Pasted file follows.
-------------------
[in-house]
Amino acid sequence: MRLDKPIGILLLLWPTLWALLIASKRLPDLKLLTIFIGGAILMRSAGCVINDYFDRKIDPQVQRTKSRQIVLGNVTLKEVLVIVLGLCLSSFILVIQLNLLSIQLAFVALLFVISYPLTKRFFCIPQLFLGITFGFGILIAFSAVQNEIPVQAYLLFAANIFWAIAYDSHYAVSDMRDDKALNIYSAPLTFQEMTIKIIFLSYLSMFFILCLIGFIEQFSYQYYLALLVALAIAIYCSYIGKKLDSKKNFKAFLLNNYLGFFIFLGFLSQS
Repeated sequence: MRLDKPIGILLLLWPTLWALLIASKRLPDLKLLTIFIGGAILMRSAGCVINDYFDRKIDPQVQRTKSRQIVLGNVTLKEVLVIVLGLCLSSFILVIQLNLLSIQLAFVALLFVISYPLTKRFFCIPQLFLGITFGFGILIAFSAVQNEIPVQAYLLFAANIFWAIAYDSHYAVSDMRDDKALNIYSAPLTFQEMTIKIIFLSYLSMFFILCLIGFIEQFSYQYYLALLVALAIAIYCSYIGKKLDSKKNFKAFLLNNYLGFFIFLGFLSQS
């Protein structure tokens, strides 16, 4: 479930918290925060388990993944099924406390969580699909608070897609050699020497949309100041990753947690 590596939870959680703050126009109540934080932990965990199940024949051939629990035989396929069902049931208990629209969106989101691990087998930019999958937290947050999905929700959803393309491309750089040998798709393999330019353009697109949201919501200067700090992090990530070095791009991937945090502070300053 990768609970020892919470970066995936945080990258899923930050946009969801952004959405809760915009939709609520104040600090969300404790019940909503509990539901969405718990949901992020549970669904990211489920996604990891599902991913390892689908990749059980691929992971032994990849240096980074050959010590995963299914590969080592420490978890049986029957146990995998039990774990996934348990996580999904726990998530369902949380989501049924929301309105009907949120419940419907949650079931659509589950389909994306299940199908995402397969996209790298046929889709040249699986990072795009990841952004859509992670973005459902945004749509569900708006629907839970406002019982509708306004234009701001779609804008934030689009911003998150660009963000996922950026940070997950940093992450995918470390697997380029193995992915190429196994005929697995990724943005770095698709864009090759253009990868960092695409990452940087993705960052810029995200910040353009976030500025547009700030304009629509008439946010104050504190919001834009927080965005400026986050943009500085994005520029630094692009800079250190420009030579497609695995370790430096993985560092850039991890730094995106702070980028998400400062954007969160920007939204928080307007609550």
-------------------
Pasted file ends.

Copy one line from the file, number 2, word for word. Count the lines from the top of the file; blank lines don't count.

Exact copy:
Amino acid sequence: MRLDKPIGILLLLWPTLWALLIASKRLPDLKLLTIFIGGAILMRSAGCVINDYFDRKIDPQVQRTKSRQIVLGNVTLKEVLVIVLGLCLSSFILVIQLNLLSIQLAFVALLFVISYPLTKRFFCIPQLFLGITFGFGILIAFSAVQNEIPVQAYLLFAANIFWAIAYDSHYAVSDMRDDKALNIYSAPLTFQEMTIKIIFLSYLSMFFILCLIGFIEQFSYQYYLALLVALAIAIYCSYIGKKLDSKKNFKAFLLNNYLGFFIFLGFLSQS